George Moyses – Diamond diver

I met George on one of my walks along the beach soon after I got to McDougalls Bay. He was being interviewed by  Get Away Magazine so I said I would catch up with him on another day. He has become quite famous in the area as he was also recently on SABC 2 in the 1st episode of a  programme called “Shoreline”. It took me a number of attempts to catch up with him but yesterday I was eventually able to sit down and hear his story.

George in front of his house which is right on the waters edge.
George in front of his house.

George, who is 57, is a well spoken friendly guy, who has been living in the area for the past 30 years earning a living as a diver, extracting  diamonds from the sea at various locations along the West Coast. He is passionate about the sea and diving. He is also a keen surfer and windsurfer and enjoys the solitude of living on his own at McDougalls Bay in his small house on the beach.

The house right on the beach front.
The house right on the beach front.

Training at Simonstown.
Training at Simonstown.

He received his diving training while serving in the navy at  Simonstown.

It was near Simonstown that he and a friend salvaged a fishing boat, the Arabian Star, that had sunk without major damage.  They restored, fitted out and renamed her Blues Breaker, then  headed up the West Coast to try and make their fortunes.

Blues Breaker.
Blues Breaker.

I have watched a video that George  made called “Diamond Divers” and can say that you have to be slightly crazy to do that kind of work. It is incredibly dangerous, they loose at least 2 divers annually, very physical and really long hours for generally not much reward. George has been fairly lucky and only had one major accident, right at the beginning of his career, when he was hit in the face by a propeller.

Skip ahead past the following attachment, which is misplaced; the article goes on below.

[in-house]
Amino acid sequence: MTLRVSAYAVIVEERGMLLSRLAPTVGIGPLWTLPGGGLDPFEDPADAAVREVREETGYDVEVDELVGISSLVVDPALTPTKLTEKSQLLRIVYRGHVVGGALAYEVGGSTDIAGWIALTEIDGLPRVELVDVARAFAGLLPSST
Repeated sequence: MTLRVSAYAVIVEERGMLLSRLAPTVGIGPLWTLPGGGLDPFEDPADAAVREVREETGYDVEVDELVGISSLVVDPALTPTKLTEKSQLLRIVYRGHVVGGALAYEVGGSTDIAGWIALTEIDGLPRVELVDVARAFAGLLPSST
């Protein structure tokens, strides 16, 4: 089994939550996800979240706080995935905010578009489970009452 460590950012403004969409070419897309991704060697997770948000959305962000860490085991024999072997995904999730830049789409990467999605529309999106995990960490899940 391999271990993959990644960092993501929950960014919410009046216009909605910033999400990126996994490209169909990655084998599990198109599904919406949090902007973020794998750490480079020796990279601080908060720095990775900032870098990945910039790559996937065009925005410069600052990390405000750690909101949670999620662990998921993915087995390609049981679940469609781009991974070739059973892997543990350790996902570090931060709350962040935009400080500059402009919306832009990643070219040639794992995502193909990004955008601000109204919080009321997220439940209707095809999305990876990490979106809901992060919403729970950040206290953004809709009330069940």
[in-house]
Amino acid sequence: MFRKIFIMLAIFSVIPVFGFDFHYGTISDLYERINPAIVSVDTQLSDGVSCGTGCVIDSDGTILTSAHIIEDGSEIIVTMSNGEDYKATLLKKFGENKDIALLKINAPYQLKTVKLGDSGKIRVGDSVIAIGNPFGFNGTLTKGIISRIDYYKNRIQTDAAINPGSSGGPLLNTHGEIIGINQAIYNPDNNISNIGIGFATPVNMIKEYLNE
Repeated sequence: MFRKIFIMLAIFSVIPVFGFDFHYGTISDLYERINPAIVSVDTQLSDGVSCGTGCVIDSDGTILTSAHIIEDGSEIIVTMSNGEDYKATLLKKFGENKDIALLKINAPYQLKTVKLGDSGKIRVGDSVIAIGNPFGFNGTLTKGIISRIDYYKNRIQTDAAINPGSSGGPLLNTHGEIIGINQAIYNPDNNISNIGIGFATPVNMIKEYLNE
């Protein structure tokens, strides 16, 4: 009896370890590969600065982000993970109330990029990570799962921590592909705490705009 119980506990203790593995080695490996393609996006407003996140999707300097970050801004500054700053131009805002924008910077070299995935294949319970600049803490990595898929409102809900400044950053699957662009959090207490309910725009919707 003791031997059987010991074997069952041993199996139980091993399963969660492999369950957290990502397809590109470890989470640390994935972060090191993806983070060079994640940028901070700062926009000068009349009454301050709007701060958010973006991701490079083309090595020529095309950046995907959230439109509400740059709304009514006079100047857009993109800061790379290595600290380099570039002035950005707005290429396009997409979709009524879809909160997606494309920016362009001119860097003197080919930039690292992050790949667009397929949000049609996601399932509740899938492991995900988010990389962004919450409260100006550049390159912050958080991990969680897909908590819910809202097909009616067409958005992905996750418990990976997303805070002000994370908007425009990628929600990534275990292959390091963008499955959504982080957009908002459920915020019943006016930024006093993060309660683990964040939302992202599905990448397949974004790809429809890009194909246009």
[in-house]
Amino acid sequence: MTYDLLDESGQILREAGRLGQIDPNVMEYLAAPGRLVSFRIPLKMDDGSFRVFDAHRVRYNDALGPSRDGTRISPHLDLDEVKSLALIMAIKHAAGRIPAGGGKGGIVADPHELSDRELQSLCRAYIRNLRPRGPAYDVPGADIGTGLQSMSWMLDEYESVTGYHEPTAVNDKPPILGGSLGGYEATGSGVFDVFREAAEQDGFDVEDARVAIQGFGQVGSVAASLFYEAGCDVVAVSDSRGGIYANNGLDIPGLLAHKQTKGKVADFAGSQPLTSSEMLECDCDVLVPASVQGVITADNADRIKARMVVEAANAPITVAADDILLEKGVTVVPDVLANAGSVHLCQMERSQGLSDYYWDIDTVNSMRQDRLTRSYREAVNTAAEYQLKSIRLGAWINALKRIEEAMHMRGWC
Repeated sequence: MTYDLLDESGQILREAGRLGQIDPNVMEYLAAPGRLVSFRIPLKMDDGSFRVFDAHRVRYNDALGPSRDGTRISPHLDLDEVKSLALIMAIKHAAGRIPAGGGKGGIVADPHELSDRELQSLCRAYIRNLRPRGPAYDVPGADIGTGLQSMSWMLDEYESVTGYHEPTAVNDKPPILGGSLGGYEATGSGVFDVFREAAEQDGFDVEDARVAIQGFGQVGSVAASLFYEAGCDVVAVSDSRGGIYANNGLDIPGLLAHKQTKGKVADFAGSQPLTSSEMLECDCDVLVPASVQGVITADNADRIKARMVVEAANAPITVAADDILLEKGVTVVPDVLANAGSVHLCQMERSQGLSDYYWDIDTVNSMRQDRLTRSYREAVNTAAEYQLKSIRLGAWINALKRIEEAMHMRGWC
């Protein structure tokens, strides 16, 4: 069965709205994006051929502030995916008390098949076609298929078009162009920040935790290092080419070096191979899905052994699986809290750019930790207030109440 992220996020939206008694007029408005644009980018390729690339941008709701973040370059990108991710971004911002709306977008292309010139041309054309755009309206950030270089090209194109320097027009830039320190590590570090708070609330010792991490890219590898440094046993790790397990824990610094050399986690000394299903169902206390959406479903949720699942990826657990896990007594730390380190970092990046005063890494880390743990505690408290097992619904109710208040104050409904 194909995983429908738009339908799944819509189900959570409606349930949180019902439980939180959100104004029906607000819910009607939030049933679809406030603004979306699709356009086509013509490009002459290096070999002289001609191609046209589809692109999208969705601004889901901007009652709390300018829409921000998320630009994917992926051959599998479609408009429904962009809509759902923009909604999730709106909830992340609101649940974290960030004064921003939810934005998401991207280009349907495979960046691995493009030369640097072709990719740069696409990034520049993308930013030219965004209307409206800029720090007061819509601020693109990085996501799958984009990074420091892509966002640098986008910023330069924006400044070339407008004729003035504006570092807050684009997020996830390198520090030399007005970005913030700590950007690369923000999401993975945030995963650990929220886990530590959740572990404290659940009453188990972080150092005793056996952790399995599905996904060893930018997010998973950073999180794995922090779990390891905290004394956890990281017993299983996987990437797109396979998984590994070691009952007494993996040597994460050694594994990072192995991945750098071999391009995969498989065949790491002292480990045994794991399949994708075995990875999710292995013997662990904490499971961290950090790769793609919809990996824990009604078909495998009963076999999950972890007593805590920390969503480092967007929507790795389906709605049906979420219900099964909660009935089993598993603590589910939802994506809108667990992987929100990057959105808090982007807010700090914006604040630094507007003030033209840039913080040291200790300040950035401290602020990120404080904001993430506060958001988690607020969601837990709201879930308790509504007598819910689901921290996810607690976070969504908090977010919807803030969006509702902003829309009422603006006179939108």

They can of course strike it lucky and have a really good pay day, of maybe R100,000,  but that is an exception, a bit like hitting the lotto. They normally earn about R7,000.00 to R10,000.00 per month. These guys carry all the costs and only receive 50% of what they take out. They can only work when weather and sea conditions are favourable, which might be only 10 days of the month.

Some underwater photographs of the dredging process.

George no longer works off his boat but  from the shoreline. They use converted tractors to haul all the pipes, pumps and sifters right on to the rocks. In the video you see them working in the gullies as they look for and extract the gravel that contains the diamonds. I would not last an 10 minutes  if I tried to do what they do.

The once proud Blues Breaker is no longer looking to good.
The once proud Blues Breaker is no longer looking too good.

George is a multi talented guy and supplements his income in different ways. He is a keen photographer and videographer  and has produced a video which he sells for R100.00. I bought one of the videos and it has some fascinating footage of what these men go through in order to make a living. Most of the divers seen on the video are not young, average age of 50+ , and must be extremely tough and fit to survive. Many of the younger, experienced, divers have left for the oil rigs where they earn a good wage and work in far better conditions.